The Prime Minister reiterated his support for the rebuilding of state security institutions and his full support for the UN-led political dialogue in Morocco.
Speaking at an expanded government press conference in Beida on Saturday, Abdullah Thinni quashed suggestions that there were tensions between his government and the Libyan National Army.
”There are those that maintain that the relationship between the military institutions and the government are not good, which is shameful to say as the military institution is the institution that we strongly seek to build – be it in the form of the army or the police ‘’, he said emphatically.
”We know that these two institutions were marginalized after 17th February revolution, especially by the Islamist political wing that wanted to marginalize the building of the army and police’’, he explained.
‘‘They created opposing or parallel bodies (armies) such as the Shields which they paid attention to and spent huge amounts on. But these opposing armies did not fulfil the desired aim (of imposing security)’’.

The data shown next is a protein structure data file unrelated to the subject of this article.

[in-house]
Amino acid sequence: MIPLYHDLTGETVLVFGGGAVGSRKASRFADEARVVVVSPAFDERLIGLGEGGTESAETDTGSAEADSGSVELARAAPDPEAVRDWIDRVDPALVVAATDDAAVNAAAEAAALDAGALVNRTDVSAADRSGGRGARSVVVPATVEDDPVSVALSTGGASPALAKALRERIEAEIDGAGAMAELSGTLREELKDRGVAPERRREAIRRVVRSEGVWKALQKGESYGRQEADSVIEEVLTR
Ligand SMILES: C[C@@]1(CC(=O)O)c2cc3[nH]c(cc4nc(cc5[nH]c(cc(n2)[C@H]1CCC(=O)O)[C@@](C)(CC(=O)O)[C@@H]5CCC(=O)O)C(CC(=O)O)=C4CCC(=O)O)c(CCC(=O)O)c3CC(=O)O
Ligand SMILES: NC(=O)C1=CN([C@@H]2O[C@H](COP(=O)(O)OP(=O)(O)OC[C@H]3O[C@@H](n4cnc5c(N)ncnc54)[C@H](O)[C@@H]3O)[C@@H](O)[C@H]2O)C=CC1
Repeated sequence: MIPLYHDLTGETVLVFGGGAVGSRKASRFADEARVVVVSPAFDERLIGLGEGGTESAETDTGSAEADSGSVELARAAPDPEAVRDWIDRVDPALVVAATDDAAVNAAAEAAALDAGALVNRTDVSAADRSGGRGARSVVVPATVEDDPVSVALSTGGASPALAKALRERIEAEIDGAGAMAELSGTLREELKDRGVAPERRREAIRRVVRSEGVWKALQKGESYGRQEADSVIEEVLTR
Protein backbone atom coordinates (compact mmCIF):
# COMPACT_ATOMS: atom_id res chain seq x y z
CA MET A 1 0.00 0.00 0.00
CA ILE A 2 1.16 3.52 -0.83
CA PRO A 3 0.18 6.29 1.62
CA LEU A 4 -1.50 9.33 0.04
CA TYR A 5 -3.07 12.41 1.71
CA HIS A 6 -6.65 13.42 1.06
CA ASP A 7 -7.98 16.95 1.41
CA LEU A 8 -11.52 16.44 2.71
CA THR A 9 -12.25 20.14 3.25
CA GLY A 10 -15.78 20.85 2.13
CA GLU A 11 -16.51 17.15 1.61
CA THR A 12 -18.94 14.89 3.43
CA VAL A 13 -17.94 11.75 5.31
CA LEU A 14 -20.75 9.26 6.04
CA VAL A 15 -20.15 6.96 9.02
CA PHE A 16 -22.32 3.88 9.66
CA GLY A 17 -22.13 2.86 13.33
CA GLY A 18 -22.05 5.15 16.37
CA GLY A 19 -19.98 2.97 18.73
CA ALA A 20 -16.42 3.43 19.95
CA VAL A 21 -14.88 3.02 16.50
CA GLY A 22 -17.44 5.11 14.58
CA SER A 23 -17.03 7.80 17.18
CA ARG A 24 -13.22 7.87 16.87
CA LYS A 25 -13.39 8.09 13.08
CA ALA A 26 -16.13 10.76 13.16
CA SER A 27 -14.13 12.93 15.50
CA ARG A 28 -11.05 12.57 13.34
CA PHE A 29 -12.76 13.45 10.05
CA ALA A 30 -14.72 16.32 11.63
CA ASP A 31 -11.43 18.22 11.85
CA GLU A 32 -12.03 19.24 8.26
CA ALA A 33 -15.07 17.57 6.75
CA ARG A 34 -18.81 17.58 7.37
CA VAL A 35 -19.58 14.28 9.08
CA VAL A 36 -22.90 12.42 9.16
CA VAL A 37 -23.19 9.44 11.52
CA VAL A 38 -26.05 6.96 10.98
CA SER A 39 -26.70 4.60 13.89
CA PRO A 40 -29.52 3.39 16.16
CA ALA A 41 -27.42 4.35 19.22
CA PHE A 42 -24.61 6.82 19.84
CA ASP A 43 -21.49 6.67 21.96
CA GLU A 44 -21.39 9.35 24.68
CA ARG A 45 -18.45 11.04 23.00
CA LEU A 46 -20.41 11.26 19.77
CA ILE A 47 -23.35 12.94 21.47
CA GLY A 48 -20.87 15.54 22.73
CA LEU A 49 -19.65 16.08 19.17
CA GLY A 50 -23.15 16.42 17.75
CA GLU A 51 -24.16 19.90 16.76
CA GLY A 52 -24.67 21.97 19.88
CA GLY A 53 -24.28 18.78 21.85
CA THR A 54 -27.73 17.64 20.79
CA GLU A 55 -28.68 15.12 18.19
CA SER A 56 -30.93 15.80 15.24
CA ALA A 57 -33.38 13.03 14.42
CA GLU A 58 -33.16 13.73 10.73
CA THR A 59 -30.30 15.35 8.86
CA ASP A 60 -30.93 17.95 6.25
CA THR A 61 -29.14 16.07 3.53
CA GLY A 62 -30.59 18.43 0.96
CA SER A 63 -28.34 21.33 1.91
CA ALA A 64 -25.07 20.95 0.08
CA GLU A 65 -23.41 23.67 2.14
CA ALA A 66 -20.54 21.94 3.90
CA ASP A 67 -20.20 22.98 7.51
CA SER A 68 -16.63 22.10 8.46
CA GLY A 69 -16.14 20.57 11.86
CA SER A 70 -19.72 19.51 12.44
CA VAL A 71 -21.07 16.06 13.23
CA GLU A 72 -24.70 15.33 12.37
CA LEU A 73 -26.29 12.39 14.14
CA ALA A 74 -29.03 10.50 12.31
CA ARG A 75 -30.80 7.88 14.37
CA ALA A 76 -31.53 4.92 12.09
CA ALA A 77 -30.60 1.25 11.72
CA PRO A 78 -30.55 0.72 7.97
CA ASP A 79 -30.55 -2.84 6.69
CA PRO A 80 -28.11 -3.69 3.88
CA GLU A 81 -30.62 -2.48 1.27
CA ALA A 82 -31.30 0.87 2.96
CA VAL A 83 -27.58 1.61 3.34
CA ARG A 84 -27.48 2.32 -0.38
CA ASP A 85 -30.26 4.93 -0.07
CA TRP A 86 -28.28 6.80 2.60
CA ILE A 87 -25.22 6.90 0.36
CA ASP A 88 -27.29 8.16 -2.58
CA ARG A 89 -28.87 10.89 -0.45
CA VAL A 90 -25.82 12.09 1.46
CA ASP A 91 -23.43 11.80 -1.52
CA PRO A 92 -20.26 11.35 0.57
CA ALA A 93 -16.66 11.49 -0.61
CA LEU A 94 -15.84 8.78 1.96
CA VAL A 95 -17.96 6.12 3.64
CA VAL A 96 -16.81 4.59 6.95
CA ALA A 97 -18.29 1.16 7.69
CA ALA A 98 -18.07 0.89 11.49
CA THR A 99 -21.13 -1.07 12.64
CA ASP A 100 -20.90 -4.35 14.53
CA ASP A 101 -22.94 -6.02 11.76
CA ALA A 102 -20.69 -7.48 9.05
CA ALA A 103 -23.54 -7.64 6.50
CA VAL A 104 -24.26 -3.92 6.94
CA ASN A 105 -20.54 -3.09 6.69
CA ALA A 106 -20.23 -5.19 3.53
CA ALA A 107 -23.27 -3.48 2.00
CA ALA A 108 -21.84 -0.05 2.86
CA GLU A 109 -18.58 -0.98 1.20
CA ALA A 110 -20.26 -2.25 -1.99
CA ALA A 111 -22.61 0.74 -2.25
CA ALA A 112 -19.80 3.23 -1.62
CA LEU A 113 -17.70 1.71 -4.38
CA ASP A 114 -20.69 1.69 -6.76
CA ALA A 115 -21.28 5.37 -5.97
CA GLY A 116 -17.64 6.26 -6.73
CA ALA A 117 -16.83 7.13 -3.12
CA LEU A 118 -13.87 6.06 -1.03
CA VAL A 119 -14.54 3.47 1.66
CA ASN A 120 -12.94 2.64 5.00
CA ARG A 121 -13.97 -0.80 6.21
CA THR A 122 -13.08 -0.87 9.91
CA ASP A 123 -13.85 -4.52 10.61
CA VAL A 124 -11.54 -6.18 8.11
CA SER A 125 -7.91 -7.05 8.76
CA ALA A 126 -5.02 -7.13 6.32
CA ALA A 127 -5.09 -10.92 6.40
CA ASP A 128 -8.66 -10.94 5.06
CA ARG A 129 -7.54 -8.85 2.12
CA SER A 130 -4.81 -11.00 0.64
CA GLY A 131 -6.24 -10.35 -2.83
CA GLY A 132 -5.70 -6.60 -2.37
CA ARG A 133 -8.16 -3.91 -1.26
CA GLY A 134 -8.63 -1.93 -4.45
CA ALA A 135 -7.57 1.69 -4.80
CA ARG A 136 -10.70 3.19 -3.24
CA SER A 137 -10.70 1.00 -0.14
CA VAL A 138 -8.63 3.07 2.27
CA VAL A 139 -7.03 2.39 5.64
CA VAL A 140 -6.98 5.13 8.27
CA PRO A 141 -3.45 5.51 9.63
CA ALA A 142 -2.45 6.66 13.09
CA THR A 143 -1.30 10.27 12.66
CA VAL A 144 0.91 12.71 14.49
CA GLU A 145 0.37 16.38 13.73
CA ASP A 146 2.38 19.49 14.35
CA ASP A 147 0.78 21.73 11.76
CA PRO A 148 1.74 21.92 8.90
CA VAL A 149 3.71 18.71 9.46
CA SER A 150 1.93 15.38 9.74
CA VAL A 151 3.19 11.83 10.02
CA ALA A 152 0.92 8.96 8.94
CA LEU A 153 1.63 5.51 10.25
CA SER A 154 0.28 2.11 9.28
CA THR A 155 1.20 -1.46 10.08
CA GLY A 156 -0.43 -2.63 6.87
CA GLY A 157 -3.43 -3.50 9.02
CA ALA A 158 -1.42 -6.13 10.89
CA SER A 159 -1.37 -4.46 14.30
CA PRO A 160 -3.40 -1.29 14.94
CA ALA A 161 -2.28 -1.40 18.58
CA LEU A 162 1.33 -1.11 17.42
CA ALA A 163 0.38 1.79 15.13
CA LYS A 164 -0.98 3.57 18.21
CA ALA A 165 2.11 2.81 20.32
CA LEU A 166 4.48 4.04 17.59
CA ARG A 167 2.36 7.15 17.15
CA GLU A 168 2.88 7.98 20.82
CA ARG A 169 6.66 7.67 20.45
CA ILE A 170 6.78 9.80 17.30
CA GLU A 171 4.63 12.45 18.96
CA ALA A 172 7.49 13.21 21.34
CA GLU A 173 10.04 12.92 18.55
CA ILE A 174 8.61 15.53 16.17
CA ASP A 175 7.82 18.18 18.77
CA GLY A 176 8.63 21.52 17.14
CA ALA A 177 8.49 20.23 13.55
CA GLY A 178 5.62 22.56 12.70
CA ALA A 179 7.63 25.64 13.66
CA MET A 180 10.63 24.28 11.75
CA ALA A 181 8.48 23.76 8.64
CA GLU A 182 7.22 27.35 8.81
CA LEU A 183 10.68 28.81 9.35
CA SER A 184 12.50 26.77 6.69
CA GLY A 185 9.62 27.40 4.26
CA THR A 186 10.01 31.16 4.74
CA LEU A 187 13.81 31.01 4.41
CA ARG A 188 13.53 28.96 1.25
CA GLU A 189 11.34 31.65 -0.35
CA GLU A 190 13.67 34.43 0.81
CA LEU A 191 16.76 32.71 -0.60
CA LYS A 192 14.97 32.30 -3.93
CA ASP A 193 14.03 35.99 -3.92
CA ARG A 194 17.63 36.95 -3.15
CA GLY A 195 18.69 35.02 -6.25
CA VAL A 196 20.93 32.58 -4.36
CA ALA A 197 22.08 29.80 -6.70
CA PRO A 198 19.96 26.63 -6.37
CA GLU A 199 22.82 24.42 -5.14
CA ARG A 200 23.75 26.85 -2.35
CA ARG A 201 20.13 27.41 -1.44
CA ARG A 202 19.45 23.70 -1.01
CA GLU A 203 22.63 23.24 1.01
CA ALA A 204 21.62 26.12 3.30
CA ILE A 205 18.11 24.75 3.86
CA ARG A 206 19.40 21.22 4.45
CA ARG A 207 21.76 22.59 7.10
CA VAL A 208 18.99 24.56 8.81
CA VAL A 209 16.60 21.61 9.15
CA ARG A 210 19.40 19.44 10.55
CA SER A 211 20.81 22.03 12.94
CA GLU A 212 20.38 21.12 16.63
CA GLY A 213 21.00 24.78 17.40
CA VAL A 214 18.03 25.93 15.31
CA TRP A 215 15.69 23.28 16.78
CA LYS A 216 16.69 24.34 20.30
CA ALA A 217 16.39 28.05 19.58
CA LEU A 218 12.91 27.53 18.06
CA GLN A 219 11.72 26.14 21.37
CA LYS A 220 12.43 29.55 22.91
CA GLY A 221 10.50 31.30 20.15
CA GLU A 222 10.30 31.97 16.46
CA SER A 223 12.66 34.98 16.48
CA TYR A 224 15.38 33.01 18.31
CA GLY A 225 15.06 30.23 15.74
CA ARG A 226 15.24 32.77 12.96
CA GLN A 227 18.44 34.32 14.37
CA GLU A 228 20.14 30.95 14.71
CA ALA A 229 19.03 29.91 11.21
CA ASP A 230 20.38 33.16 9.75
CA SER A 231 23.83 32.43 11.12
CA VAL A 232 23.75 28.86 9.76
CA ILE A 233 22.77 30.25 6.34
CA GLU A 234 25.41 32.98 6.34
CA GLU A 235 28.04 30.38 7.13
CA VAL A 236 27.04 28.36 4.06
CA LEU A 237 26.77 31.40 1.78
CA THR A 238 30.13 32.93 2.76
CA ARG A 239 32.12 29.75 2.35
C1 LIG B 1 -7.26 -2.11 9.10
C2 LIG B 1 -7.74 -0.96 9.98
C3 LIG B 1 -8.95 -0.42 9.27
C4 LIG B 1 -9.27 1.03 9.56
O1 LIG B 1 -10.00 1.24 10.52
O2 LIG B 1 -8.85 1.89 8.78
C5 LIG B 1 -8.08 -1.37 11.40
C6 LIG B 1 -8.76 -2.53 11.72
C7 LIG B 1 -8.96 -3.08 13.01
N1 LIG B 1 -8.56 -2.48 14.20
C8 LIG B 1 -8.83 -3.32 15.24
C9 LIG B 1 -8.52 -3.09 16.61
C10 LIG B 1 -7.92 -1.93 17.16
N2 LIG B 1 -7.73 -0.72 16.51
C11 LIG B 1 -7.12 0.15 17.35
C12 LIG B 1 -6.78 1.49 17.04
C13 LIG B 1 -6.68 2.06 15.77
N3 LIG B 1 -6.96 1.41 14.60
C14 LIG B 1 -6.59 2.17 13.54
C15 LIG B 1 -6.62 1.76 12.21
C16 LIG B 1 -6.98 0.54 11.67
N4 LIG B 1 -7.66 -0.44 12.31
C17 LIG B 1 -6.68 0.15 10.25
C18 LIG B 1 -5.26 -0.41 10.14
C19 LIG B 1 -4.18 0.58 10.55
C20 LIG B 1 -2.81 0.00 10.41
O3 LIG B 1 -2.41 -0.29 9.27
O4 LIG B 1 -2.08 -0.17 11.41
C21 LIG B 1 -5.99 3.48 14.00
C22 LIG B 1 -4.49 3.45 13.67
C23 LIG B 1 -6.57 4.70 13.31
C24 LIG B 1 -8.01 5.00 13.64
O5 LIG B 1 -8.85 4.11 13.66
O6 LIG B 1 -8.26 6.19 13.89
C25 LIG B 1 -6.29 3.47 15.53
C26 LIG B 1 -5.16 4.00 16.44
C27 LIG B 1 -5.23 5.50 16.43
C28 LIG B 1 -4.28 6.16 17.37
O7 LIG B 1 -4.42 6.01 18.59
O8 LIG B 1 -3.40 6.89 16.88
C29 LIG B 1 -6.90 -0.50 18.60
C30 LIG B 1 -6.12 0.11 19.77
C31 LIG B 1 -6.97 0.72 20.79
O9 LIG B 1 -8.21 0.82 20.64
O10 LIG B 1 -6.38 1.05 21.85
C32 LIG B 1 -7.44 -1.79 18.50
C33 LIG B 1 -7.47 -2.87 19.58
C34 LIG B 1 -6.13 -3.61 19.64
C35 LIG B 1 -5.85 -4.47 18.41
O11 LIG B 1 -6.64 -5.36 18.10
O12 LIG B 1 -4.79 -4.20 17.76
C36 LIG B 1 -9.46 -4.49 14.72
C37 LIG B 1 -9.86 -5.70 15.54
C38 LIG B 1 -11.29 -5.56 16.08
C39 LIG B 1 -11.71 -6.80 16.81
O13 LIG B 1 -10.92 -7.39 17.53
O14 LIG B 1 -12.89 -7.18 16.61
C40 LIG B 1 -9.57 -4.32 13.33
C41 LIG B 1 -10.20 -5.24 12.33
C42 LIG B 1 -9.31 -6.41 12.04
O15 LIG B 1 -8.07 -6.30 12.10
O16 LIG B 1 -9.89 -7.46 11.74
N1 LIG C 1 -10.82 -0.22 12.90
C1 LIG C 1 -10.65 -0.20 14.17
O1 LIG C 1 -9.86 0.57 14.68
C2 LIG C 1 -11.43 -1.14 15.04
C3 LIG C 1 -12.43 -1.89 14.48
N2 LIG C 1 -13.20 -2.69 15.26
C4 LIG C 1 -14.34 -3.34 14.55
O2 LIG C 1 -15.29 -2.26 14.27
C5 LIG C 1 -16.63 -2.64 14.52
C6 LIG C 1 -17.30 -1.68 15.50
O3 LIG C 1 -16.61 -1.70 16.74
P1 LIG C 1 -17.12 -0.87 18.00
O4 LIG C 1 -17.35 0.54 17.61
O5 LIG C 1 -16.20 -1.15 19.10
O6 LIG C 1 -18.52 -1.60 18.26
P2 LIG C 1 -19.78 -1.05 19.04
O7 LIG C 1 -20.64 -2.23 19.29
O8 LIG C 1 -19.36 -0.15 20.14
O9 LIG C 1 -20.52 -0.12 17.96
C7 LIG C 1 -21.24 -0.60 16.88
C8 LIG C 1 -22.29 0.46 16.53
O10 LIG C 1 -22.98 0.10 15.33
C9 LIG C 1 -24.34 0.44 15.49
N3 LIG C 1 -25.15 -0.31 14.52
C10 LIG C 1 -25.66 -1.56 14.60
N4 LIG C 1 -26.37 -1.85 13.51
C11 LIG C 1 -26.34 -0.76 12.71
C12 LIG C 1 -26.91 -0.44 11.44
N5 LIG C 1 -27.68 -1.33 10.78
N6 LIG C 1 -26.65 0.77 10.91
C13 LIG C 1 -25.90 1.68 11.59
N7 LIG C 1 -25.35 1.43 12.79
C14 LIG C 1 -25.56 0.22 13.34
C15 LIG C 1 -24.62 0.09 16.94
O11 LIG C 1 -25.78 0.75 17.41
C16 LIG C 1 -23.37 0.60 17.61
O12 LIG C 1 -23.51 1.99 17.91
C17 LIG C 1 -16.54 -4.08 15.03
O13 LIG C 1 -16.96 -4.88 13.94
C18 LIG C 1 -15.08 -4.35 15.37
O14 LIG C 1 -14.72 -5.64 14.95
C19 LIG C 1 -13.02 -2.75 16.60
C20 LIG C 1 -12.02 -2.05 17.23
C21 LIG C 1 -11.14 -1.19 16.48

”Also the parallel bodies that were created in the security apparatus weakened the building of police cadres’’, he added explaining the negative effect of the strengthening of the Shield militias at the expense of the regular army and police.
”We are working with all the correct coordination (with the security institutions). It is correct that the capabilities are limited, but the relationship between the military institution and the political leadership is at its highest standing’’.
”It is possible that the (financial) support is limited for the military institution could need billions because it was totally destroyed during the 17 Feb revolution, and what was not destroyed was stolen by militias and has become outside the control of the state’’.
”Therefore the army is in need of rearming from A to Z’’, the Prime Minister stated.
Thinni also moved to quash rumours of internal divisions between the government and the HoR regarding the UN-led political dialogue taking place in Morocco.
There are suggestions that the government may not accept any agreement reached with the opposing GNC-Libya Dawn coalition, and therefore may refuse to implement it.
‘‘It is the parliament (House of Representatives – HoR) that is engaging in dialogue with the other party and as long as the body that we (the government) are born from (the HoR) continues to engage in dialogue, we therefore recognize the dialogue’’.
‘‘That is natural and anything that results out of the dialogue – the government is obliged to implement’’, concluded the Prime Minister.